But if you want to take a stab at some truly life-changing yields with the potential for growth, it’s difficult to match these PE-esque stocks.
Today, I’ll introduce you to three BDCs that are showing potential.
PennantPark Floating Rate Capital (PFLT)
Dividend Yield: 8.9%
Back in February, I explored a few high-yield plays that could actually get a jolt from rising interest rates.
Remember: BDCs are lenders. To varying degrees, they can deal in loans with a “floating-rate” component—and the higher interest rates go, the higher the BDC’s profits.
Enter PennantPark Floating Rate Capital (PFLT).
PennantPark’s current portfolio is around 100 middle-market companies, scattered across 42 different industries. These firms include the likes of glass distributor American Insulated Glass, marketing service Phoenix Marketing International and veterinary hospital services provider Pathway Partners.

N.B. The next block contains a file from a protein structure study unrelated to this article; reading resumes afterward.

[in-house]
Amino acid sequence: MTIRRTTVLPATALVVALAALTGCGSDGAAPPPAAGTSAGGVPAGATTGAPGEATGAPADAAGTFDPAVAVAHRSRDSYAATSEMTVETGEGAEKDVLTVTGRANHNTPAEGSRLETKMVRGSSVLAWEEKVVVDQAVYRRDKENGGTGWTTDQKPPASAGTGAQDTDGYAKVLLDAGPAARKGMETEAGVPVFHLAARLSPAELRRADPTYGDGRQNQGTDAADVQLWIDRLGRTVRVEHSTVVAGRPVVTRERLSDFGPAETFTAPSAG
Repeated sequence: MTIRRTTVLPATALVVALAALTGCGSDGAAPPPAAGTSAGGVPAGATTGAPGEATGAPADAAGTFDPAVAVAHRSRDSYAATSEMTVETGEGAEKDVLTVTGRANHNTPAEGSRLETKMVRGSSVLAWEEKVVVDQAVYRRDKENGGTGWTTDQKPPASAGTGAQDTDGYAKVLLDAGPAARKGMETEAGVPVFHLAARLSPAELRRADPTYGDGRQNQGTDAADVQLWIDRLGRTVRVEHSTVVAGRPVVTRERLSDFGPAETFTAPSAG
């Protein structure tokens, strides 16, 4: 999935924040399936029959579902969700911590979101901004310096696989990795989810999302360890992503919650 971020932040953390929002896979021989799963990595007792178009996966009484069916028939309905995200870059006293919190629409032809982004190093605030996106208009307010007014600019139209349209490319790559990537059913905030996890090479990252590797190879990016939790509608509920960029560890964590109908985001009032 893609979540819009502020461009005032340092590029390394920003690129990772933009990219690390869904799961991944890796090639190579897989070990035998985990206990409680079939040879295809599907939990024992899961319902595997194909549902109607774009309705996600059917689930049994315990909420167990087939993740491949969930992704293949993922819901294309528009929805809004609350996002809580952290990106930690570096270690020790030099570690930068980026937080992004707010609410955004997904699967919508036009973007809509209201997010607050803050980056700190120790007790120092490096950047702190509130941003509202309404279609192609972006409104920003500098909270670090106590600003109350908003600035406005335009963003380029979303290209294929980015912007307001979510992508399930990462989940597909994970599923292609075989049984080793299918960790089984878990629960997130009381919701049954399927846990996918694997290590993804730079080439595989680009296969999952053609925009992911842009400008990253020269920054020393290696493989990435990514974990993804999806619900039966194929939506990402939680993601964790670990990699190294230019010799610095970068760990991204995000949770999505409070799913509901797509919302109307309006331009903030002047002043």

As the name implies, PFLT makes these investments almost entirely through floating-rate senior secured loans.
That exposure seemed like a blessing at the start of the year, when interest rates appeared poised to take off amid an unbridled economic recovery. But then they didn’t. Rates turned tail, in fact, from 1.7% in March back down to 1.3% today, and PFLT has plain ol’ industry-matching performance to show for it.
PennantPark Floating Rate Capital’s Takeoff Is Delayed